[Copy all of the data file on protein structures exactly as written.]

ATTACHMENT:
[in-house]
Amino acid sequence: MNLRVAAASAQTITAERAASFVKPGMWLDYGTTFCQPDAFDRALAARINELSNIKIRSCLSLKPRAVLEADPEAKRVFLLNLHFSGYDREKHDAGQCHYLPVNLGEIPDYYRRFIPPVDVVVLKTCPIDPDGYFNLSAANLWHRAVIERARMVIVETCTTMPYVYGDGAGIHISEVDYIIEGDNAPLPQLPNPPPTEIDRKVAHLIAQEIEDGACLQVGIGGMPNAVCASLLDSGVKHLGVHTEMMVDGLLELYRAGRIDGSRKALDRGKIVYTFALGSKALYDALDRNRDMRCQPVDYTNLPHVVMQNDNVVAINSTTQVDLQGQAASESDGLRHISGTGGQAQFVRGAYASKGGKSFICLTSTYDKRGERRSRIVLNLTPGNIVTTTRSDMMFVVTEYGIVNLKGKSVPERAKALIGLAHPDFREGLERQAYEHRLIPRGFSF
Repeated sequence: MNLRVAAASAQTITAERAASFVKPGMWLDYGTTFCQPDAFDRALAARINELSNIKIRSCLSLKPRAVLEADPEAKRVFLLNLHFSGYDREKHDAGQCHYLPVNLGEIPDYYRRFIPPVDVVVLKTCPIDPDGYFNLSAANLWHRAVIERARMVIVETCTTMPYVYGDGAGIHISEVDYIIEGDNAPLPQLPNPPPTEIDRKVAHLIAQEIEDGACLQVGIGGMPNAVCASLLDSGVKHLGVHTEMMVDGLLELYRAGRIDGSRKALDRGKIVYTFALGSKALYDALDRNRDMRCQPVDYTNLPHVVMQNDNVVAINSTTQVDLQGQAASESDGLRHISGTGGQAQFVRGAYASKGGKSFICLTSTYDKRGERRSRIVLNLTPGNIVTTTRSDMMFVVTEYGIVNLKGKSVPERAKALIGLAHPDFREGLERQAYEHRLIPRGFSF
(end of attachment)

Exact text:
[in-house]
Amino acid sequence: MNLRVAAASAQTITAERAASFVKPGMWLDYGTTFCQPDAFDRALAARINELSNIKIRSCLSLKPRAVLEADPEAKRVFLLNLHFSGYDREKHDAGQCHYLPVNLGEIPDYYRRFIPPVDVVVLKTCPIDPDGYFNLSAANLWHRAVIERARMVIVETCTTMPYVYGDGAGIHISEVDYIIEGDNAPLPQLPNPPPTEIDRKVAHLIAQEIEDGACLQVGIGGMPNAVCASLLDSGVKHLGVHTEMMVDGLLELYRAGRIDGSRKALDRGKIVYTFALGSKALYDALDRNRDMRCQPVDYTNLPHVVMQNDNVVAINSTTQVDLQGQAASESDGLRHISGTGGQAQFVRGAYASKGGKSFICLTSTYDKRGERRSRIVLNLTPGNIVTTTRSDMMFVVTEYGIVNLKGKSVPERAKALIGLAHPDFREGLERQAYEHRLIPRGFSF
Repeated sequence: MNLRVAAASAQTITAERAASFVKPGMWLDYGTTFCQPDAFDRALAARINELSNIKIRSCLSLKPRAVLEADPEAKRVFLLNLHFSGYDREKHDAGQCHYLPVNLGEIPDYYRRFIPPVDVVVLKTCPIDPDGYFNLSAANLWHRAVIERARMVIVETCTTMPYVYGDGAGIHISEVDYIIEGDNAPLPQLPNPPPTEIDRKVAHLIAQEIEDGACLQVGIGGMPNAVCASLLDSGVKHLGVHTEMMVDGLLELYRAGRIDGSRKALDRGKIVYTFALGSKALYDALDRNRDMRCQPVDYTNLPHVVMQNDNVVAINSTTQVDLQGQAASESDGLRHISGTGGQAQFVRGAYASKGGKSFICLTSTYDKRGERRSRIVLNLTPGNIVTTTRSDMMFVVTEYGIVNLKGKSVPERAKALIGLAHPDFREGLERQAYEHRLIPRGFSF